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David J.S. King

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Under the Coolabah Tree
by Wendy Laing

Fun, sometimes rowdy and always delightfully full of Australian colour. a collection of Australian Bush poems...  
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Animal World
By David J.S. King
Thursday, November 08, 2007

Rated "PG" by the Author.

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In approximately 15,000 words (12 chapters, this short story for seven to 12-year-olds and especially their adult readers reveals my connection through my children to the animal world. From the beginning, it is clear that this is more than a dream -- it is in fact something I feel a little as a threat. And the children themselves only see the animals in their natural habitat gradually. But they learn eventually that they just are animals, and, although the world is in crisis, the answer lies in their ability to coexist with the animals, something their elders have been too arrogant to even try. If only we adults can give them the space, it is up to the children of all species now.

Synopsis, Animal World
The narrator is the father of Brendan, 7, and Lavinia, 10. He has realized that his children have been going to animal world at night and is in part fascinated by the beauty they had seen and in part frightened by some feeling that their contact with the wild could be somehow a threat.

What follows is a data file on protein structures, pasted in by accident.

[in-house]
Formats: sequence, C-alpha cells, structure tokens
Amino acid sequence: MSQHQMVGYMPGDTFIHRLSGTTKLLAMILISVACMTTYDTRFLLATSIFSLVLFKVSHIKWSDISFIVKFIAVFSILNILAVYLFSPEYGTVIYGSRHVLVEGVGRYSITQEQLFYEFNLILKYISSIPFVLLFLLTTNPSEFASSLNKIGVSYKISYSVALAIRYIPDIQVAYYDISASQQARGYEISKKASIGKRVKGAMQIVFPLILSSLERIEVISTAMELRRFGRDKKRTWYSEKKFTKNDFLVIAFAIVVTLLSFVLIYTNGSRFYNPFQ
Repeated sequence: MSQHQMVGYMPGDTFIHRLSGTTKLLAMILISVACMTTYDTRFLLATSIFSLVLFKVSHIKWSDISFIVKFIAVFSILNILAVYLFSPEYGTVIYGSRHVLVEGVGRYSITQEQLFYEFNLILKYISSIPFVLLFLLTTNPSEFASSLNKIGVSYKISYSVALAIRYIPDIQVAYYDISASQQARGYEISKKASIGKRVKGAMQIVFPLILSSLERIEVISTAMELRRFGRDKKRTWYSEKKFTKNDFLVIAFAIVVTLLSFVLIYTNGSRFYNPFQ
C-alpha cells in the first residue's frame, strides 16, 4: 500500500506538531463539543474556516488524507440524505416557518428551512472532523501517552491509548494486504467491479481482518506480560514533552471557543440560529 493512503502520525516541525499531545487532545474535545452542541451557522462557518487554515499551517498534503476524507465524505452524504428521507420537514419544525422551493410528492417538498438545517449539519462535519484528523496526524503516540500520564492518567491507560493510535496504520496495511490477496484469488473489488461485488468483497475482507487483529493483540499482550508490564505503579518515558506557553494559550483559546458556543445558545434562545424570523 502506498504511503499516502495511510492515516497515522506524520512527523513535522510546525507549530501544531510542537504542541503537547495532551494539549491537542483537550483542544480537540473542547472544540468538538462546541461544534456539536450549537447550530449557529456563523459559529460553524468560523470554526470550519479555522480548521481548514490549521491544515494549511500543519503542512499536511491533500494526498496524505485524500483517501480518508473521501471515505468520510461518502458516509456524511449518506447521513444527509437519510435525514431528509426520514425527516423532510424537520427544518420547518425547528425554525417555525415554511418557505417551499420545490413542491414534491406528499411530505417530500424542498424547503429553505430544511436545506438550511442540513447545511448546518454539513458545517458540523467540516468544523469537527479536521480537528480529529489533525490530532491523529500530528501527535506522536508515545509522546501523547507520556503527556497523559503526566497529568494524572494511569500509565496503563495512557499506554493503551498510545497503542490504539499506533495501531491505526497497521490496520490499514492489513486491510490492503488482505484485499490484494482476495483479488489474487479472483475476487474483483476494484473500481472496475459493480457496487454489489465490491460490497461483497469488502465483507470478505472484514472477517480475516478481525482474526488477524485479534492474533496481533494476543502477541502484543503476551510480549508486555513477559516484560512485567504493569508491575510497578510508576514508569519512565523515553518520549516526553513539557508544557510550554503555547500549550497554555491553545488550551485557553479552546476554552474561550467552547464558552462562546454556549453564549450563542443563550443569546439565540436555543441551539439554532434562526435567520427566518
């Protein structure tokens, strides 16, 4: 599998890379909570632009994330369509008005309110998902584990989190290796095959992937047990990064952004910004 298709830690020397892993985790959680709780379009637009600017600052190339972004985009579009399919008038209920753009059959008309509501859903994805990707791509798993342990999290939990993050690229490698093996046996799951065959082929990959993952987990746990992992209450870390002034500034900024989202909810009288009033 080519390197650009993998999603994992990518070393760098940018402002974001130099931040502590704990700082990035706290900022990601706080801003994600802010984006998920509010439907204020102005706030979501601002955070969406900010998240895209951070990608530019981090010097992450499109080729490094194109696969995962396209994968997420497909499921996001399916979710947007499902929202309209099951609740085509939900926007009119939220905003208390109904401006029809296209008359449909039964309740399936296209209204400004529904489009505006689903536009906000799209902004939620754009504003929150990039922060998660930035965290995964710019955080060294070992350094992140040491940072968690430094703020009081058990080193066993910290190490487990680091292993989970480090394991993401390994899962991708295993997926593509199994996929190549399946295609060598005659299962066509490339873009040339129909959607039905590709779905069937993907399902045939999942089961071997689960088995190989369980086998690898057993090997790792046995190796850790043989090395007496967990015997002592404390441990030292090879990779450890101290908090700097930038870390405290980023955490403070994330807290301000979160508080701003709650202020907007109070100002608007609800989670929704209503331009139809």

The children are happy to tell their father what they have seen -- although somehow it is clear that as a grown-up he cannot come with them -- at least yet. They recount in vivid detail how they first learned to understand the wild -- on land and in the sea -- and then to see the animals. They see the beauty and also the cruelty of survival of the fittest.
The children learn the hard way that animals do not look to appreciate in the wild and almost become dinner for a jaguar. They are saved by a lioness who has learned to care about children because her own offspring is lame and would never be allowed to survive under the rule of survival of the fitness.
There has to be an answer! The children can see that grown-ups -- if sorry for the lioness's child -- can only agree that it must die. But they can't help but feel if the animals could only communicate, they would find an answer, at least the children would.
But animals cannot communicate like humans. I can see that their well-intentioned attempt to bring them together in a meeting cannot work. The human representative sees a business opportunity to form a zoo with himself as dictator and only loses out at the last minute to the lions who in the end appoint themselves King.
This is not the animal world as my children or the lioness conceive it. If they want to overcome the prejudices of grown-ups, they need the support of a sympathetic grown-up. That is why the lioness had been watching me and the reason for the foreboding I had felt all this time.
It is not easy to convince me. I know there are many reasons for the survival of the fittest and its laws have resulted in an animal world that is in many ways beautiful. But humans learned to leave it. Words are not our only or even most basic means of communication. The lioness -- like me -- is skeptical, but we feel a need to follow our children.
They do win the right to try. And it is a big risk for everyone! Power is given to the children -- the children not only of humans but of all species. It is hard to imagine what compromises they will find for us all as we depend so much on eating each other for survival. We adults sit in the Senate watching anxiously as the children learn to communicate, ready if need be to interpose vetoes to return to the way things had failed in the past.

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